Interesting Article On Our Daily Consumption Of Water


 I read this article in a online magazine called New Beauty. I have always questioned about the amount of water that we have been told we should be drinking each day.

For me I have to make a concerted effort to drink 8 glasses of water. Its almost impossible and I certainly can not do it day in and day out. I remember reading my old health Guru  and Author ‘Adele Davis‘, she always maintained that drinking too much water actually washes the minerals and vitamins from our body. Maybe she was right. In those days I drank a lot of milk which she did advocate. I was skinny then too.

Anyway you can always make up your own mind on the subject but I thought it made interesting reading.

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Is This the Biggest Beauty Lie You’ve Been Believing?

You’ve surely heard this advice – or maybe even doled it out a few times: Drink eight glasses of water a day for beautiful skin and a healthy body.

As it turns out, that’s a longstanding myth from the 1940s that just refuses to die, says Aaron E. Carroll, a pediatrics professor from Indiana University School of Medicine. In a New York Times piece, Carroll sources the origins of this common belief to a 1945 Food and Nutrition Board recommendation that said people needed 2.5 liters of water a day. What everyone ignored, however, was the explanation that “most of this quantity is contained in prepared foods.”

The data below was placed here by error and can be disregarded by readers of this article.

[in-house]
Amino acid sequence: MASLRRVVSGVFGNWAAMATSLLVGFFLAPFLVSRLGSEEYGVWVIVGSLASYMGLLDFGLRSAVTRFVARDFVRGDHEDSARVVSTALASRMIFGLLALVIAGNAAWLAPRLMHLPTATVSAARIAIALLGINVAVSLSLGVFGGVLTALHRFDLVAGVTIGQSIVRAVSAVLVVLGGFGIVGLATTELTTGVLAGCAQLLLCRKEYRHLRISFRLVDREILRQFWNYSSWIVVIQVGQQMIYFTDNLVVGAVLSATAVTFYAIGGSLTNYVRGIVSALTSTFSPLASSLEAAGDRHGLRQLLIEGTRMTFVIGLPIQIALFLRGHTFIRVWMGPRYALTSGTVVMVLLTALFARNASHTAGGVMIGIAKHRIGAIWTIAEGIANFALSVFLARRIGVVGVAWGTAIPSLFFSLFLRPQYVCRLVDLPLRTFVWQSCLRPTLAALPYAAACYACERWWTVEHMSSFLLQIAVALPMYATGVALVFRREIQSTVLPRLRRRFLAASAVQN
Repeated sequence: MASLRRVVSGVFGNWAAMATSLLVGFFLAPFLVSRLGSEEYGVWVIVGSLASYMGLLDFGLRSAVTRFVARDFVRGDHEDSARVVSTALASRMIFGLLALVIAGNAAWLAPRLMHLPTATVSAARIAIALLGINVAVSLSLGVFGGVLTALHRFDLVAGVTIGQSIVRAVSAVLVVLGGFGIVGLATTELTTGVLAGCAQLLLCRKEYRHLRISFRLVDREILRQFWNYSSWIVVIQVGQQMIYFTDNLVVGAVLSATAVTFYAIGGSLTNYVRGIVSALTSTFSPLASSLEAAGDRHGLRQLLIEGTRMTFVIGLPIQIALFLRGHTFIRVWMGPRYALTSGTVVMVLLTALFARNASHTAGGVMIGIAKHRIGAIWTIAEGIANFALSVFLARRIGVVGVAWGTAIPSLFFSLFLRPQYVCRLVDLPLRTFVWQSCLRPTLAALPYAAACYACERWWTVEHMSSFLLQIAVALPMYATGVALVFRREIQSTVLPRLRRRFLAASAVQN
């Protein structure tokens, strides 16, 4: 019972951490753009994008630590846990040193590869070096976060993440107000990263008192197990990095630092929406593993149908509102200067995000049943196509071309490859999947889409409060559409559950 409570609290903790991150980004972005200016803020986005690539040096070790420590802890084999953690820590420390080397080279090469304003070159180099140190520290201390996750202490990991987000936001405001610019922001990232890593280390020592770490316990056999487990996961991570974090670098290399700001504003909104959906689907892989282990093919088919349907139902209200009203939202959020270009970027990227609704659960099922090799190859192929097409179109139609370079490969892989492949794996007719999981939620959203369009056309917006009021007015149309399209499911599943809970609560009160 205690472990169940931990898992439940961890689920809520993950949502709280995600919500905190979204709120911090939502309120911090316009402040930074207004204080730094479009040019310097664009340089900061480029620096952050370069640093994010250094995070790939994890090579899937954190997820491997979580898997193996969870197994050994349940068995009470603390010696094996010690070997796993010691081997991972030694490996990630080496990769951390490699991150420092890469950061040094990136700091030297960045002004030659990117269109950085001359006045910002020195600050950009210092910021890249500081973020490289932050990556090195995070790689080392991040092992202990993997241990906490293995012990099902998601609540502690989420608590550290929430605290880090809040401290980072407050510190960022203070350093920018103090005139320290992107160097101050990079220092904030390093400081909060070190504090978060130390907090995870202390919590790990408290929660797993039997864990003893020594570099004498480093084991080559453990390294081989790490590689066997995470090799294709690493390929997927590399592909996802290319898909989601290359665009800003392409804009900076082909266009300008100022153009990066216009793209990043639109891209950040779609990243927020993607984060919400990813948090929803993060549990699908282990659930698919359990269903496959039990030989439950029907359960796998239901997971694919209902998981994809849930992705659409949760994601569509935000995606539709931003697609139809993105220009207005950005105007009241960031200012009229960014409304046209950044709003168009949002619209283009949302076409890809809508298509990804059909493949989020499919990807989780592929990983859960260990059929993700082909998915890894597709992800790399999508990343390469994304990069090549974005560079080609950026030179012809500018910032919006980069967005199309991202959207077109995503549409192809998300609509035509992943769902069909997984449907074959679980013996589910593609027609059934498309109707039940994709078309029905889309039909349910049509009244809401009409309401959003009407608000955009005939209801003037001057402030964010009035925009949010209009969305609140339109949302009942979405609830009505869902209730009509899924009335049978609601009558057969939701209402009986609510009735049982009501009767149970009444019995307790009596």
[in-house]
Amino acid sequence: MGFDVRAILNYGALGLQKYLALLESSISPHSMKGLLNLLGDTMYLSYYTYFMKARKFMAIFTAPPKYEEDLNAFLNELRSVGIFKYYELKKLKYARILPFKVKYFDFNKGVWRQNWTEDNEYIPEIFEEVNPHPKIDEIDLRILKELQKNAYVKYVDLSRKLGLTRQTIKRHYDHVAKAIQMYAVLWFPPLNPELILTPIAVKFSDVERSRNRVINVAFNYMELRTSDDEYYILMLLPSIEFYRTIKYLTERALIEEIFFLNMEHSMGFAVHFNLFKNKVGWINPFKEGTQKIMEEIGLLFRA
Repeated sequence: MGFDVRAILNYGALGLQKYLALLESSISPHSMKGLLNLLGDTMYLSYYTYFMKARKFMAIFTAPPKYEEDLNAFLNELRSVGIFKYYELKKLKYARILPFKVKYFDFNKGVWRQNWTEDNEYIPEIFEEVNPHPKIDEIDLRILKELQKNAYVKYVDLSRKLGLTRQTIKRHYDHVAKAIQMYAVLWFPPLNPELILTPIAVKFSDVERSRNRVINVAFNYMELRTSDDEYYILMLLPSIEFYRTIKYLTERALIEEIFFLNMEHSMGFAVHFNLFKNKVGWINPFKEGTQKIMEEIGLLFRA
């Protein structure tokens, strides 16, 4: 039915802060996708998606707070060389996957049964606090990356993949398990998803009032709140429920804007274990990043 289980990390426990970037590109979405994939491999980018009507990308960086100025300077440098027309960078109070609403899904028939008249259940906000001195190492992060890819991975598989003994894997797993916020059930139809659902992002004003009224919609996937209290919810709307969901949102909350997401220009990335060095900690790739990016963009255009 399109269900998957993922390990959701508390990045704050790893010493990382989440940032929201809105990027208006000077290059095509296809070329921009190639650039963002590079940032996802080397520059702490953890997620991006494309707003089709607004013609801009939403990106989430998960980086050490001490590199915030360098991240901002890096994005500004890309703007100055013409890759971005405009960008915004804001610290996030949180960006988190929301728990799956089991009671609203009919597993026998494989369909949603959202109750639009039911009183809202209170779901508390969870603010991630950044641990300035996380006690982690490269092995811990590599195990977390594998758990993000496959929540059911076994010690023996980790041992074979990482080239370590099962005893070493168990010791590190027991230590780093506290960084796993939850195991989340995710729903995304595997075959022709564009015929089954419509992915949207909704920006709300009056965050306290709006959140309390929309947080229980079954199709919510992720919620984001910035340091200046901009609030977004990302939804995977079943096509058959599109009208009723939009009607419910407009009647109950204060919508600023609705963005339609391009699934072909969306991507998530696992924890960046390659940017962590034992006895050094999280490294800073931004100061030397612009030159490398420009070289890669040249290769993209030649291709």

You May Also Like: Top Nutritionists Bust the 3 Most Common Dieting Myths

Carroll first debunked the water myth back in a medical paper in 2007, but says that public opinion hasn’t changed at all over the majority of a decade since. “There’s no real scientific proof that, for otherwise healthy people, drinking extra water has any health benefits,” he writes.

While downing eight glasses a day may not be a magic formula, experts agree that it is important to stay hydrated, regardless of the source of hydration.

“Every organ and body system depends on water to function properly. The optimal amount of  intake varies depending on one’s health, activity and geographical location, but can be consumed through drinking water or eating water-rich foods like watermelon and spinach,” says New York dermatologist Marnie Nussbaum, MD. “Research from the Institute of Medicine found that men need approximately 13 cups and women need about nine cups of total fluid intake from water and foods.”

“It’s true that the skin needs water, just like every part of your body, to function properly, but as long as you drink enough fluids to maintain body hydration, you’re fine,” adds Chevy Chase, MD, dermatologist Elizabeth Tanzi, MD. “It’s never been proven scientifically that if you drink more water, you’ll have more beautiful skin.”

 

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